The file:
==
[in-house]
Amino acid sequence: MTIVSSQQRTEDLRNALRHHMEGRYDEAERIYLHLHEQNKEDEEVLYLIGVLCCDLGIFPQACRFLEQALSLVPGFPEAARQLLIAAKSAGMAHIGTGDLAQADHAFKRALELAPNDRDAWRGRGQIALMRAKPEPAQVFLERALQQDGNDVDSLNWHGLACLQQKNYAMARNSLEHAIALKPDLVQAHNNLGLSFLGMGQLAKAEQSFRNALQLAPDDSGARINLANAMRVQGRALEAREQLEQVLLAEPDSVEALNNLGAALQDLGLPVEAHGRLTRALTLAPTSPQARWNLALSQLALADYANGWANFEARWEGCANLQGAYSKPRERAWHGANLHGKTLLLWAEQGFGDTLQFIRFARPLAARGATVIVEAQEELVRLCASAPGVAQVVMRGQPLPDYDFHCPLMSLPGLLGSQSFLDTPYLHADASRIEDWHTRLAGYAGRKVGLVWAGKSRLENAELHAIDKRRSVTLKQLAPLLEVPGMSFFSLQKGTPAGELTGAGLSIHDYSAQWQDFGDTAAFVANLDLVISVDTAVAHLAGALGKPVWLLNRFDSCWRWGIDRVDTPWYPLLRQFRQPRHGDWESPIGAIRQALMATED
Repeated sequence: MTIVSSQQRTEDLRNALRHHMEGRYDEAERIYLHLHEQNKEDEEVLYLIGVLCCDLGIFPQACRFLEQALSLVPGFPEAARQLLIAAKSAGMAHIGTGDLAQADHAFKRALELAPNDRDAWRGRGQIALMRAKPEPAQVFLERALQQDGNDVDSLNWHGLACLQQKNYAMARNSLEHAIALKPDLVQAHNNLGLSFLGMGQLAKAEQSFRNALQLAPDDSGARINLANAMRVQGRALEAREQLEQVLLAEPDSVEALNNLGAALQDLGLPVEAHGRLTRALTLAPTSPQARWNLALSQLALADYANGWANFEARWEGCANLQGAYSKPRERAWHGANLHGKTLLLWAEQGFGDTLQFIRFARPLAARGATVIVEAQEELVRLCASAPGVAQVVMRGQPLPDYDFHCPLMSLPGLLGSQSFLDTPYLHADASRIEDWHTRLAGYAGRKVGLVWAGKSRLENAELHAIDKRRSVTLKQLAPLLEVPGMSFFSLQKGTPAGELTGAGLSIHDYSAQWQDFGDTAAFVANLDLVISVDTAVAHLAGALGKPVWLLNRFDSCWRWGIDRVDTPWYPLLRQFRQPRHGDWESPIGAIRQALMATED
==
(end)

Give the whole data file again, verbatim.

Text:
[in-house]
Amino acid sequence: MTIVSSQQRTEDLRNALRHHMEGRYDEAERIYLHLHEQNKEDEEVLYLIGVLCCDLGIFPQACRFLEQALSLVPGFPEAARQLLIAAKSAGMAHIGTGDLAQADHAFKRALELAPNDRDAWRGRGQIALMRAKPEPAQVFLERALQQDGNDVDSLNWHGLACLQQKNYAMARNSLEHAIALKPDLVQAHNNLGLSFLGMGQLAKAEQSFRNALQLAPDDSGARINLANAMRVQGRALEAREQLEQVLLAEPDSVEALNNLGAALQDLGLPVEAHGRLTRALTLAPTSPQARWNLALSQLALADYANGWANFEARWEGCANLQGAYSKPRERAWHGANLHGKTLLLWAEQGFGDTLQFIRFARPLAARGATVIVEAQEELVRLCASAPGVAQVVMRGQPLPDYDFHCPLMSLPGLLGSQSFLDTPYLHADASRIEDWHTRLAGYAGRKVGLVWAGKSRLENAELHAIDKRRSVTLKQLAPLLEVPGMSFFSLQKGTPAGELTGAGLSIHDYSAQWQDFGDTAAFVANLDLVISVDTAVAHLAGALGKPVWLLNRFDSCWRWGIDRVDTPWYPLLRQFRQPRHGDWESPIGAIRQALMATED
Repeated sequence: MTIVSSQQRTEDLRNALRHHMEGRYDEAERIYLHLHEQNKEDEEVLYLIGVLCCDLGIFPQACRFLEQALSLVPGFPEAARQLLIAAKSAGMAHIGTGDLAQADHAFKRALELAPNDRDAWRGRGQIALMRAKPEPAQVFLERALQQDGNDVDSLNWHGLACLQQKNYAMARNSLEHAIALKPDLVQAHNNLGLSFLGMGQLAKAEQSFRNALQLAPDDSGARINLANAMRVQGRALEAREQLEQVLLAEPDSVEALNNLGAALQDLGLPVEAHGRLTRALTLAPTSPQARWNLALSQLALADYANGWANFEARWEGCANLQGAYSKPRERAWHGANLHGKTLLLWAEQGFGDTLQFIRFARPLAARGATVIVEAQEELVRLCASAPGVAQVVMRGQPLPDYDFHCPLMSLPGLLGSQSFLDTPYLHADASRIEDWHTRLAGYAGRKVGLVWAGKSRLENAELHAIDKRRSVTLKQLAPLLEVPGMSFFSLQKGTPAGELTGAGLSIHDYSAQWQDFGDTAAFVANLDLVISVDTAVAHLAGALGKPVWLLNRFDSCWRWGIDRVDTPWYPLLRQFRQPRHGDWESPIGAIRQALMATED